I look upon death to be as necessary to the constitution as sleep. We shall rise refreshed in the morning.
Nor was Franklin the only famous Westerner to believe that the soul not only survives death, but returns in a new body to continue or to rectify the life previously lived on earth. Evidence of this belief can be found in the writings of poets, writers, and philosophers across centuries: Dante, Marsilio Ficino, Paracelsus, Shakespeare, Goethe, Wordsworth, Swedenborg, Hume, Schopenhauer, George Sand, Walter Scott, Victor Hugo, Emerson, Wagner, Walt Whitman, Emily Dickinson, W.B. Yeats, Aldous Huxley, Somerset Maugham, D.H. Lawrence, Rilke, Pearl S. Buck, Carl Jung, Winston Churchill, Norman Mailer, Shirley MacLaine.2
2 For an encyclopedic survey of Western believers and a mass of information on reincarnation, see also Joseph Head and S.L. Cranston, Reincarnation, the Phoenix Fire Mystery (Warner, 1979). My list is mostly derived from this excellent work.
Reincarnation, Christianity, and Paganism
Reincarnation has never officially been condoned by the Catholic Church or any of the major Protestant churches. But it was an almost universal belief among the many Gnostic and pagan sects that proliferated in the first three centuries of our era. Most educated Greeks and Romans of the Hellenic period subscribed to it, especially those initiated into the great Mystery schools of Eleusis, Mithras, Dionysus, or Osiris. We find it in the teachings of the Pythagorean brotherhood, an offshoot of the Orphic mysteries, and of course in the doctrines Plato taught in his famous Academy. The philosopher and initiate Plutarch, who became a priest at Delphi, wrote:
We know that the soul is indestructible and should think of its experience as like that of a bird in a cage. If it has been kept in a body for a long time and become tamed to this life as a result of all sorts of involvements and long habituation, it will alight back to a body again after birth and will never stop becoming entangled in the passions and chances of this world.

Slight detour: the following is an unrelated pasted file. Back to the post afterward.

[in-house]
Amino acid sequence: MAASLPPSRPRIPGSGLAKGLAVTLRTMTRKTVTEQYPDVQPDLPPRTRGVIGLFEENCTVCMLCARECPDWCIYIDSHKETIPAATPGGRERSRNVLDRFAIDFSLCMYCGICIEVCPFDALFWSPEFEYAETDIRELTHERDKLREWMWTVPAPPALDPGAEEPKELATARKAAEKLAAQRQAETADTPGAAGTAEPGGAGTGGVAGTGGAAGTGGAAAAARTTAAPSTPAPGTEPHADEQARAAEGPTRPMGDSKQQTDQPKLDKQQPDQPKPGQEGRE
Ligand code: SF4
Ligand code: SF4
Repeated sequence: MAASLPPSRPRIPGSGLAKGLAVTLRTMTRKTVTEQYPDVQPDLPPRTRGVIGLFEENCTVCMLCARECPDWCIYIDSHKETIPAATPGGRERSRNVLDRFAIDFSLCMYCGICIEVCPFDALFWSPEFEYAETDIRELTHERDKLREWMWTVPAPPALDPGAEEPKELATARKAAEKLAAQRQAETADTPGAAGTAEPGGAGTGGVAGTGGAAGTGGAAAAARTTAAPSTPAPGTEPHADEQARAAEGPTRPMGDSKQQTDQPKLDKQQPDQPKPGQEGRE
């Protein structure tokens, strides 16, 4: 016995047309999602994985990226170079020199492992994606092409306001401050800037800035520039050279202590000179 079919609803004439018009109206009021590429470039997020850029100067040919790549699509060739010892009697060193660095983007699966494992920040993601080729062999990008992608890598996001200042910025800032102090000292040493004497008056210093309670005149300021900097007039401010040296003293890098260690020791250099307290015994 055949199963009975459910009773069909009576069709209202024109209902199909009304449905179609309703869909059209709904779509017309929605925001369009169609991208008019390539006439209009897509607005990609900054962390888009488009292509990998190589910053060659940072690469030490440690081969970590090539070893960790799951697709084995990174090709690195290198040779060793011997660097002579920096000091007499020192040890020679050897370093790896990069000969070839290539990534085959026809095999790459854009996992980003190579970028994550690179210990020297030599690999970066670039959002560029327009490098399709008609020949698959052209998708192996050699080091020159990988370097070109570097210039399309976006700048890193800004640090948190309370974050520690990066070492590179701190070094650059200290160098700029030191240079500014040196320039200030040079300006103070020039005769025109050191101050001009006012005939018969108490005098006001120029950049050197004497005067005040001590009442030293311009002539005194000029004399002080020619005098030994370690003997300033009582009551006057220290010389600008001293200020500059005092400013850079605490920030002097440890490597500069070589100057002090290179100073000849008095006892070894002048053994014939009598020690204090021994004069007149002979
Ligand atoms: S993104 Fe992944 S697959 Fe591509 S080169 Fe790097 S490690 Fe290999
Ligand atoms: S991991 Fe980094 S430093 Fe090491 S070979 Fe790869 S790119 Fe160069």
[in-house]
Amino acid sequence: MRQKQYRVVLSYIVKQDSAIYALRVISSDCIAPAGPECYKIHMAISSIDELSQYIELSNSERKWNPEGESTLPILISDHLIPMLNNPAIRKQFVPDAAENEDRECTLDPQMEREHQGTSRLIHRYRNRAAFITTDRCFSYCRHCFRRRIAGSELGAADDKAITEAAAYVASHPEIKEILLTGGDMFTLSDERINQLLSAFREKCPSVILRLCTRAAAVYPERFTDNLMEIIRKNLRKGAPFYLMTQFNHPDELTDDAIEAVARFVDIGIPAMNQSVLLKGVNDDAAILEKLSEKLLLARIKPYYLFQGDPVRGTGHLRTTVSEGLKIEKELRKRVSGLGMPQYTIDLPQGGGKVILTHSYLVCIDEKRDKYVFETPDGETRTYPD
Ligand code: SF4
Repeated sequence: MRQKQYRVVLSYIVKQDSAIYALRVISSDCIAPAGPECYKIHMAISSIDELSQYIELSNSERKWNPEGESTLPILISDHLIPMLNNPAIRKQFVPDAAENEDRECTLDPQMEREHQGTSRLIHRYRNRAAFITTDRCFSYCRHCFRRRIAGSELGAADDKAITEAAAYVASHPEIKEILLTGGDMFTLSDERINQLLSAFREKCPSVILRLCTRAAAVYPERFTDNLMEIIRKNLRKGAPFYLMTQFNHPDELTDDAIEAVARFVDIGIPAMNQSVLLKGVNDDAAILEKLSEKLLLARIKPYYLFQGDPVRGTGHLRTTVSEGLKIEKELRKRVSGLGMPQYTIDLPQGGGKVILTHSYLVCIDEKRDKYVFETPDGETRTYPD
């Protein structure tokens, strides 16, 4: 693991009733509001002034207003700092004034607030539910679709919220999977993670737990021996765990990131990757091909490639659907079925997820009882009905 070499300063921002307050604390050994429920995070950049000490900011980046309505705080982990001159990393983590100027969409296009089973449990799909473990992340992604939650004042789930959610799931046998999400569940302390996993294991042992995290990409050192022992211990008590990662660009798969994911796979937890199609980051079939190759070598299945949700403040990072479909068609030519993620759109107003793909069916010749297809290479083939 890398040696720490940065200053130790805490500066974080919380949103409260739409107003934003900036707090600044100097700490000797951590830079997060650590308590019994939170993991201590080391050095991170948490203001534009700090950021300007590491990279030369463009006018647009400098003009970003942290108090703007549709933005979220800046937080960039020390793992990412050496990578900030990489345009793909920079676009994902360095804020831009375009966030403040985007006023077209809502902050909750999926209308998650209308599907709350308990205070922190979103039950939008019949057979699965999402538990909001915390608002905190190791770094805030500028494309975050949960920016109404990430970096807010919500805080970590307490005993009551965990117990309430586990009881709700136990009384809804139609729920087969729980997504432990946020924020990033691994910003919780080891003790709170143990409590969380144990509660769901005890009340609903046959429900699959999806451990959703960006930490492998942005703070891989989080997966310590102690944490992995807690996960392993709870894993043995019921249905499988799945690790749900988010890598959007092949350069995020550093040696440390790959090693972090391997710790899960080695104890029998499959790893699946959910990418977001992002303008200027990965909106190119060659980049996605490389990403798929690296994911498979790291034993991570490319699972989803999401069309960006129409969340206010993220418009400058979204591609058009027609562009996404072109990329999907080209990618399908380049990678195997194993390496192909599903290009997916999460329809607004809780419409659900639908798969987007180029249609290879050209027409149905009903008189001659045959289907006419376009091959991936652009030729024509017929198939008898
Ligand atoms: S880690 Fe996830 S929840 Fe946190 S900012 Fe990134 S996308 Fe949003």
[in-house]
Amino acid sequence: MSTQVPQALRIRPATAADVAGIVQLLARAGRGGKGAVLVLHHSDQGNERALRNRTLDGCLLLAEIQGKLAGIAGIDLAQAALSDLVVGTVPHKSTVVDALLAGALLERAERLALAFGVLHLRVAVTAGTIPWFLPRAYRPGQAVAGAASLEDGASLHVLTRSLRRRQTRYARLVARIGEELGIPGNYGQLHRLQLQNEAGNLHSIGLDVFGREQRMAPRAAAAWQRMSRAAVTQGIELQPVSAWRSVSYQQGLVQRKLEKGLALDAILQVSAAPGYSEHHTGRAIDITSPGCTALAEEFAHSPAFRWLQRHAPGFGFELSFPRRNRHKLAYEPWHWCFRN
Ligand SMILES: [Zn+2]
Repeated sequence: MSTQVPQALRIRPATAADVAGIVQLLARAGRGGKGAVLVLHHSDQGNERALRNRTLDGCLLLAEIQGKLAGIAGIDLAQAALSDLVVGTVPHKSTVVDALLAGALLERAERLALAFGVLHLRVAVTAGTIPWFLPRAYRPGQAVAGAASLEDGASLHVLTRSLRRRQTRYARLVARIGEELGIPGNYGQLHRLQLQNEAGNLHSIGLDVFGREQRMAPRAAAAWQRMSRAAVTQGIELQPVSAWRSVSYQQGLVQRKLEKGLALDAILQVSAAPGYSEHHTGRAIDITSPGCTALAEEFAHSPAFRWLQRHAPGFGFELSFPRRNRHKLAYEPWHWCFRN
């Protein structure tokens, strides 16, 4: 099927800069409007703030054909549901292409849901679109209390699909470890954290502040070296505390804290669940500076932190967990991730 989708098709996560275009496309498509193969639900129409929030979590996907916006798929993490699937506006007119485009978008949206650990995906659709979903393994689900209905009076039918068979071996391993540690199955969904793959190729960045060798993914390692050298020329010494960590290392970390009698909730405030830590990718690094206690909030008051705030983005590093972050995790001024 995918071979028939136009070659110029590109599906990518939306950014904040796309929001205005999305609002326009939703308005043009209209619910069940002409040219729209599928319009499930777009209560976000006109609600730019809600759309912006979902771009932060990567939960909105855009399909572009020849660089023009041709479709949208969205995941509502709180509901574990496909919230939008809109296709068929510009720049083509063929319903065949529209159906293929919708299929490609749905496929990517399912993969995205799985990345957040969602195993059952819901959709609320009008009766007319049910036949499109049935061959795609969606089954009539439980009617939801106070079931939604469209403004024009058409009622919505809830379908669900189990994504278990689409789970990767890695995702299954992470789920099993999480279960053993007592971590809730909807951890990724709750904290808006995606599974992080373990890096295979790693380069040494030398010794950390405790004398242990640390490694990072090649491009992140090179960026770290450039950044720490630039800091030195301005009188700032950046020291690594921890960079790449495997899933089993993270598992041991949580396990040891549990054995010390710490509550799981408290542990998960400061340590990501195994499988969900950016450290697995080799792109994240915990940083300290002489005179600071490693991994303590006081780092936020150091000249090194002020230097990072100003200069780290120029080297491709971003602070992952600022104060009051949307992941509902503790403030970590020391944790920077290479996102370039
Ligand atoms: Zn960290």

Many surviving Gnostic writings, whose origins are hotly debated by scholars, show striking similarities to Buddhist and Hindu teachings about the soul’s journey after death, no doubt because of many centuries of contact between Eastern and Western cultures following the conquests of Alexander the Great. (It is known, for example, that Buddhists taught in Alexandria and that yogis reached Athens, where they were dubbed the “gymnophysicists.”)
Before the third century C.E., pagan and early Christian beliefs exist side by side in the Roman Empire. But when the emperor Constantine adopts Christianity as the religion of the state, the Gnostics and the Mystery schools come in for persecution and reincarnation comes to be seen as a heresy. It is finally excised from Roman Church thinking in 553, when the teachings of Origen about the preexistence of the soul are anathematized by the emperor Justinian. After this, it disappears from Church history for nearly a thousand years, briefly entering Europe as part of the teachings of the Cathars, the late Gnostic group that flourished in Northern Italy and Southern France in the 12th and 13th centuries. Considered a threat to orthodoxy, the Cathars are brutally extirpated by the Church in the notorious Albigensian Crusade, which spawns the Inquisition (and in which my past-life mercenary plays a small but ignominious part).
Secret Teachings and Initiates
In the East, reincarnation survives, buried within Hermetic and Platonic teachings that are secretly preserved by certain monastic orders during the rise of the Orthodox Church in Byzantium. These teachings, along with hundreds of lost manuscripts, come west again in the 15th century when Cosimo de Medici acquires the collection for his famous Academy in Florence, modeled on Plato’s own. This priceless library of ancient texts—among them, famously, the lost books of Plato—lays the intellectual and spiritual foundations of the Renaissance.
But the fearful years of the 16th and 17th centuries, the Wars of Religion in Europe, force many of the Hermetic teachings underground once more. They are carefully disguised in the opaque symbolism of alchemy and in Rosicrucian allegories that only initiates can penetrate; one such initiate, who surely knows of reincarnation and a great deal more, is Shakespeare. (Others are the painters Durer, Botticelli, and da Vinci, the poet Edward Spenser, and the English magus Dr. John Dee.)